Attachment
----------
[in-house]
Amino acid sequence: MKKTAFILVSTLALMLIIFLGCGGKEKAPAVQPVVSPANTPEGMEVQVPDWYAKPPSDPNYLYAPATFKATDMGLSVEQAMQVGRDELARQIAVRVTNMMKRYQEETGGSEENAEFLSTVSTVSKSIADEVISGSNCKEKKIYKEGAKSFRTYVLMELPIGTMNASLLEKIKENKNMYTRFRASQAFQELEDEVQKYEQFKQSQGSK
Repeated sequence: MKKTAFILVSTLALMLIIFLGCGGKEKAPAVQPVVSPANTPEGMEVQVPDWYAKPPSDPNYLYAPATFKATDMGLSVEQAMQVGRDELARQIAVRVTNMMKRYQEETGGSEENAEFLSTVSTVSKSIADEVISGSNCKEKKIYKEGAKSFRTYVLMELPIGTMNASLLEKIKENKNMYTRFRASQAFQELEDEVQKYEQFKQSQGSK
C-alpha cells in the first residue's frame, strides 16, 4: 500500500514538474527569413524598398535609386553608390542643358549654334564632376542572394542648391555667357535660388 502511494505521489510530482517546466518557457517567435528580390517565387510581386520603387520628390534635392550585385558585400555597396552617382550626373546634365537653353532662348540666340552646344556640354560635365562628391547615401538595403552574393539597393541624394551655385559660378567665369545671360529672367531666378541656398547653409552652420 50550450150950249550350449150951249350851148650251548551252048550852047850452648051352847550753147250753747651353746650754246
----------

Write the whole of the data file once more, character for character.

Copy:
[in-house]
Amino acid sequence: MKKTAFILVSTLALMLIIFLGCGGKEKAPAVQPVVSPANTPEGMEVQVPDWYAKPPSDPNYLYAPATFKATDMGLSVEQAMQVGRDELARQIAVRVTNMMKRYQEETGGSEENAEFLSTVSTVSKSIADEVISGSNCKEKKIYKEGAKSFRTYVLMELPIGTMNASLLEKIKENKNMYTRFRASQAFQELEDEVQKYEQFKQSQGSK
Repeated sequence: MKKTAFILVSTLALMLIIFLGCGGKEKAPAVQPVVSPANTPEGMEVQVPDWYAKPPSDPNYLYAPATFKATDMGLSVEQAMQVGRDELARQIAVRVTNMMKRYQEETGGSEENAEFLSTVSTVSKSIADEVISGSNCKEKKIYKEGAKSFRTYVLMELPIGTMNASLLEKIKENKNMYTRFRASQAFQELEDEVQKYEQFKQSQGSK
C-alpha cells in the first residue's frame, strides 16, 4: 500500500514538474527569413524598398535609386553608390542643358549654334564632376542572394542648391555667357535660388 502511494505521489510530482517546466518557457517567435528580390517565387510581386520603387520628390534635392550585385558585400555597396552617382550626373546634365537653353532662348540666340552646344556640354560635365562628391547615401538595403552574393539597393541624394551655385559660378567665369545671360529672367531666378541656398547653409552652420 50550450150950249550350449150951249350851148650251548551252048550852047850452648051352847550753147250753747651353746650754246